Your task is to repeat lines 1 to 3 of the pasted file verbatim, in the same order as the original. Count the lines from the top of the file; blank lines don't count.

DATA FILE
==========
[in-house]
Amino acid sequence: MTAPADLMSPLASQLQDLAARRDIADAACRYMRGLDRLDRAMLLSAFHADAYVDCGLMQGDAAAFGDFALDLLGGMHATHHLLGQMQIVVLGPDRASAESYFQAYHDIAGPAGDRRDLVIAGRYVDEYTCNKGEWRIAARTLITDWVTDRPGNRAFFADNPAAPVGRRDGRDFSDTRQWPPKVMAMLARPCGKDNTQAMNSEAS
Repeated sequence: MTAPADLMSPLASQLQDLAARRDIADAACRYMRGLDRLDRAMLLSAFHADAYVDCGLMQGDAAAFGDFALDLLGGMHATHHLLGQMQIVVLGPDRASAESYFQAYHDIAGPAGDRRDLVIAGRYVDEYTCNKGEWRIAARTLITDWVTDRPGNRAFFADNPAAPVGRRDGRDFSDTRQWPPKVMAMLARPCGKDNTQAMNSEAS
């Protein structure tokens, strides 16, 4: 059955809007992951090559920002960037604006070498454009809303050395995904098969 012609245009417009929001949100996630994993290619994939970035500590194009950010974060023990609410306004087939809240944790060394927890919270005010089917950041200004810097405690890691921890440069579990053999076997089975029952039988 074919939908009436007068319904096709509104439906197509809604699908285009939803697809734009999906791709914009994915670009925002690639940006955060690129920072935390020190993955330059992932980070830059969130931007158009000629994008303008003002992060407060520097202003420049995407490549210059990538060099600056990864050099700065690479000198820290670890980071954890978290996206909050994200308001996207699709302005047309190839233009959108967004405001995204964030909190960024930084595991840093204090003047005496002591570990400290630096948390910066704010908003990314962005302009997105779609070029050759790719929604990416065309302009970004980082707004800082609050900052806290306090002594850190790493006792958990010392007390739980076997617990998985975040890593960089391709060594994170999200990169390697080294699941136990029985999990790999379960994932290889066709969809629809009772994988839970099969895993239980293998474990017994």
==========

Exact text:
[in-house]
Amino acid sequence: MTAPADLMSPLASQLQDLAARRDIADAACRYMRGLDRLDRAMLLSAFHADAYVDCGLMQGDAAAFGDFALDLLGGMHATHHLLGQMQIVVLGPDRASAESYFQAYHDIAGPAGDRRDLVIAGRYVDEYTCNKGEWRIAARTLITDWVTDRPGNRAFFADNPAAPVGRRDGRDFSDTRQWPPKVMAMLARPCGKDNTQAMNSEAS
Repeated sequence: MTAPADLMSPLASQLQDLAARRDIADAACRYMRGLDRLDRAMLLSAFHADAYVDCGLMQGDAAAFGDFALDLLGGMHATHHLLGQMQIVVLGPDRASAESYFQAYHDIAGPAGDRRDLVIAGRYVDEYTCNKGEWRIAARTLITDWVTDRPGNRAFFADNPAAPVGRRDGRDFSDTRQWPPKVMAMLARPCGKDNTQAMNSEAS